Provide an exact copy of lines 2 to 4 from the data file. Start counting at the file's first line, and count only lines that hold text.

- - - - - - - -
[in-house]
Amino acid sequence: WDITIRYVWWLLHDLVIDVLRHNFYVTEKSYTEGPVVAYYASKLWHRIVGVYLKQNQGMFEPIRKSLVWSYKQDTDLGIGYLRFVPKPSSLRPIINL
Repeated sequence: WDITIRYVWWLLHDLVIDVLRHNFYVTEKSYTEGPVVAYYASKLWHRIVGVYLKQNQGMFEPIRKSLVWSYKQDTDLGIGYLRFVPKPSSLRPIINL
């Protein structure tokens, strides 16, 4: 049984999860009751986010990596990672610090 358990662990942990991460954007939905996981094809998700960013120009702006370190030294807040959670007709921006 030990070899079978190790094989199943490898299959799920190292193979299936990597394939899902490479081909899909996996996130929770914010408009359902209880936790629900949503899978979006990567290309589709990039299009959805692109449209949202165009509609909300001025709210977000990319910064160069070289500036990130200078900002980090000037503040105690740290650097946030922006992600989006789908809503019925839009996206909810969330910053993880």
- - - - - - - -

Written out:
Amino acid sequence: WDITIRYVWWLLHDLVIDVLRHNFYVTEKSYTEGPVVAYYASKLWHRIVGVYLKQNQGMFEPIRKSLVWSYKQDTDLGIGYLRFVPKPSSLRPIINL
Repeated sequence: WDITIRYVWWLLHDLVIDVLRHNFYVTEKSYTEGPVVAYYASKLWHRIVGVYLKQNQGMFEPIRKSLVWSYKQDTDLGIGYLRFVPKPSSLRPIINL
């Protein structure tokens, strides 16, 4: 049984999860009751986010990596990672610090 358990662990942990991460954007939905996981094809998700960013120009702006370190030294807040959670007709921006 030990070899079978190790094989199943490898299959799920190292193979299936990597394939899902490479081909899909996996996130929770914010408009359902209880936790629900949503899978979006990567290309589709990039299009959805692109449209949202165009509609909300001025709210977000990319910064160069070289500036990130200078900002980090000037503040105690740290650097946030922006992600989006789908809503019925839009996206909810969330910053993880």